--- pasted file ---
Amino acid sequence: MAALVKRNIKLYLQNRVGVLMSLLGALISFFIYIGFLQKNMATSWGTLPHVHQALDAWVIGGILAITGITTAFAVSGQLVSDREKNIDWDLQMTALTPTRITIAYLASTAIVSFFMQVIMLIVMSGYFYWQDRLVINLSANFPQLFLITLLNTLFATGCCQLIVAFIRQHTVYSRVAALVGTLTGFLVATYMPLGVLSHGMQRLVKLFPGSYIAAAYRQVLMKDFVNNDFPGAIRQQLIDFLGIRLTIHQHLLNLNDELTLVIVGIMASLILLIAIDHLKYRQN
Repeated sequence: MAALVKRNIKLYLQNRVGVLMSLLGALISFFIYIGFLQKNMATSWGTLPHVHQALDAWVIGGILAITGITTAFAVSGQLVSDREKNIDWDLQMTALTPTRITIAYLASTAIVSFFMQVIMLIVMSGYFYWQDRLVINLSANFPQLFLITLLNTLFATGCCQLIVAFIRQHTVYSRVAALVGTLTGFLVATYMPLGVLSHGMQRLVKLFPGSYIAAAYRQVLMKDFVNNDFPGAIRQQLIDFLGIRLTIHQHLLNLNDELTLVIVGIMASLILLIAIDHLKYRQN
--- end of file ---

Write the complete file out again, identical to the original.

Amino acid sequence: MAALVKRNIKLYLQNRVGVLMSLLGALISFFIYIGFLQKNMATSWGTLPHVHQALDAWVIGGILAITGITTAFAVSGQLVSDREKNIDWDLQMTALTPTRITIAYLASTAIVSFFMQVIMLIVMSGYFYWQDRLVINLSANFPQLFLITLLNTLFATGCCQLIVAFIRQHTVYSRVAALVGTLTGFLVATYMPLGVLSHGMQRLVKLFPGSYIAAAYRQVLMKDFVNNDFPGAIRQQLIDFLGIRLTIHQHLLNLNDELTLVIVGIMASLILLIAIDHLKYRQN
Repeated sequence: MAALVKRNIKLYLQNRVGVLMSLLGALISFFIYIGFLQKNMATSWGTLPHVHQALDAWVIGGILAITGITTAFAVSGQLVSDREKNIDWDLQMTALTPTRITIAYLASTAIVSFFMQVIMLIVMSGYFYWQDRLVINLSANFPQLFLITLLNTLFATGCCQLIVAFIRQHTVYSRVAALVGTLTGFLVATYMPLGVLSHGMQRLVKLFPGSYIAAAYRQVLMKDFVNNDFPGAIRQQLIDFLGIRLTIHQHLLNLNDELTLVIVGIMASLILLIAIDHLKYRQN